Five years post T/G

It''s a little past five years since I've had a total Gastrectomy and at times I still suffer with dumping syndrome and reflux. Before the operation I was a healthy 140lbs weight, now I'm less than 126lbs. I've always lived a fit lifestyle and am presently running half an hour early each morning. I'll be 84 next month and I feel it's important I keep in good shape both mentally and physically as I live alone. I would like to gain some weight and understand why it is I have these unexpected bouts of burning in the day and nights.

13 Replies

  • Sorry, I can't help with your question, if I were you I'd speak to your doctor about the burning sensation. I wanted to reply just to say you're doing pretty well if you're managing to run for half an hour each day, I'm in my seventies and I can't even run for the bus!

  • Sorry Magpuss, I've little confidence in doctors not qualified in the subject matter. It must have been about eleven to twelve years ago I visited my doctor with my stomach problems. He diagnosed it as irritable bowel syndrome! By the time I had a proper check the cancer had spread.

  • congrats on your age and running. At a guess, I would think the burning is bile reflux as this is something I suffer from. An article published by the mayo clinic said that acid does not burn, whereas bile causes a burning sensation and the need to vomit. good luck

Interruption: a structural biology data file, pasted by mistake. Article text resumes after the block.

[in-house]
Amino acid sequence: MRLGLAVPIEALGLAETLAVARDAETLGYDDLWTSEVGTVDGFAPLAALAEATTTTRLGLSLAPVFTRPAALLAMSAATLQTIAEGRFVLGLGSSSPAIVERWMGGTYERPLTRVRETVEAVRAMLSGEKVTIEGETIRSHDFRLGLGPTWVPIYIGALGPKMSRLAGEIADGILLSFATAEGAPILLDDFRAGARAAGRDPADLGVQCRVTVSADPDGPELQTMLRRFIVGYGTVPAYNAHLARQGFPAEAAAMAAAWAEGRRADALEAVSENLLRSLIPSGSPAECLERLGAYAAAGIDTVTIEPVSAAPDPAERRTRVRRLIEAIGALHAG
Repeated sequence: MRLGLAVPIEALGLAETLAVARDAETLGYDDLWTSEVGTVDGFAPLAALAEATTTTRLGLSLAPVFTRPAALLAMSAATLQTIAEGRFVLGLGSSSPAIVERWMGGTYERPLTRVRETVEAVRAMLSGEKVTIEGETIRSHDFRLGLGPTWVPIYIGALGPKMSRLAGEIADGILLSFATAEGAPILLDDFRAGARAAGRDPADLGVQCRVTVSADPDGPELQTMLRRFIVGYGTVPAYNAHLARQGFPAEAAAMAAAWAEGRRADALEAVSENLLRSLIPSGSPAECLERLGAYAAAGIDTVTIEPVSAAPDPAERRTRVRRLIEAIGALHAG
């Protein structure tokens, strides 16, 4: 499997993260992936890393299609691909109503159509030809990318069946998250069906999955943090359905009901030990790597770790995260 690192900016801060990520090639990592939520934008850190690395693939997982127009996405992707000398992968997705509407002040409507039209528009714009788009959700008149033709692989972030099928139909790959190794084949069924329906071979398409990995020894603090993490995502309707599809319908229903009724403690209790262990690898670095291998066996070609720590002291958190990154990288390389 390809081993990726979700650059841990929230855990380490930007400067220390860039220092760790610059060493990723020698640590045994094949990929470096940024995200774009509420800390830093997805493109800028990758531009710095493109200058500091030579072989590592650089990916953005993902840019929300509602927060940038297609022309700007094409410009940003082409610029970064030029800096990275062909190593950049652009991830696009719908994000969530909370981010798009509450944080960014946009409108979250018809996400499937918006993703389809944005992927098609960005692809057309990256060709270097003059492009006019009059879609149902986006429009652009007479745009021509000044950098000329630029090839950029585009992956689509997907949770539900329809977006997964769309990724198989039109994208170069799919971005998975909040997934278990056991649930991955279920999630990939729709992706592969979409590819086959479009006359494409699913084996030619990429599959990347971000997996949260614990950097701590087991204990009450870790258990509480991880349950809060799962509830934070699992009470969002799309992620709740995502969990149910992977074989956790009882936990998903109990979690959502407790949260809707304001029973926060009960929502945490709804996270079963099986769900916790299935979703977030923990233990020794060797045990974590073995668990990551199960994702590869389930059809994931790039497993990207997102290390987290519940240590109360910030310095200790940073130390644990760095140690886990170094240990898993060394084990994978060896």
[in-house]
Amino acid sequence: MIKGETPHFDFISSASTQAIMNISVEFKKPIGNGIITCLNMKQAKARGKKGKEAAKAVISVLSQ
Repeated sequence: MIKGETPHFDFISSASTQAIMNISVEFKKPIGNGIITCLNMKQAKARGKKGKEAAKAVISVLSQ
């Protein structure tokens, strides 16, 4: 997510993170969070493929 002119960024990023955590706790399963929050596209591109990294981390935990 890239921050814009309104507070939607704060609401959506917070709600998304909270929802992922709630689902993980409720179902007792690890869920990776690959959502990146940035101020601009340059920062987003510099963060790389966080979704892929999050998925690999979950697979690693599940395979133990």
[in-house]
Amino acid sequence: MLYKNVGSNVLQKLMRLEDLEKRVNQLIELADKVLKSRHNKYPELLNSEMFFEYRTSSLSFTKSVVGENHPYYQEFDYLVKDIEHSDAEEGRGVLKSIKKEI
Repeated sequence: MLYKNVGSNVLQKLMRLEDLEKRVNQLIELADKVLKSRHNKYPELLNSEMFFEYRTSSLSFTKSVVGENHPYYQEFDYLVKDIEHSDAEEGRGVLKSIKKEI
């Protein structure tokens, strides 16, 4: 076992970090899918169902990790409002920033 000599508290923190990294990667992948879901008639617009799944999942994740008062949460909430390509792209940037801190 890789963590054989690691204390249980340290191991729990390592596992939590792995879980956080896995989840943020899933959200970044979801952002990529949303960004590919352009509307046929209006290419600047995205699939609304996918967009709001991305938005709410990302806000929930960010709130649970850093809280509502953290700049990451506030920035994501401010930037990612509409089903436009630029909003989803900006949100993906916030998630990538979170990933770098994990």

• Thanks Alan, It must be the bile. I've got use to the burning lower down by now and just wait for it to passes. I've discovered that by sucking Mint Humbugs to relieve it.

    Though I've only experienced the bile burn my throat on a very few occasions, it was the most unbearable.

  • Hi lonestray, you're an inspiration to us all, well done. I'm really struggling trying to run, although I'll keep at it.

    Life and especially eating is never the same again after TG, but heh, we're alive.

    Carry on the good work and enjoy every day (sounds as though you do!).

    Hilary x

  • Hi Hilary, I've been running all my life both mentally and physically. My whole life has been unconventional from the beginning. It's only in recent years I ceased my mental running from my early life in Ireland. When I was informed that I had cancer, it came as no surprise, just another of life's challenges. In one way i was very fortunate in that I had spent 13/14 years looking after my wife who suffered with Alzheimer's. Against all advice I chose to look after her at home, on my own 24/7 till she passed. Over those years I learned more about the illness than any expert.

    That was another major challenge in my life. I learned to live a day at a time and learn something new along the way.

    Though I've grown up without a family, home or formal education, I've had an amazing life. Life is made up of positives and negatives you can't have light without both. As for running: strain to train, don't train to strain.

  • Hi Lonestray ...

    i dont reply very often on this site but i always read posts on behalf on my partner Ivor Lewis operation 2 1/2 yrs ago ...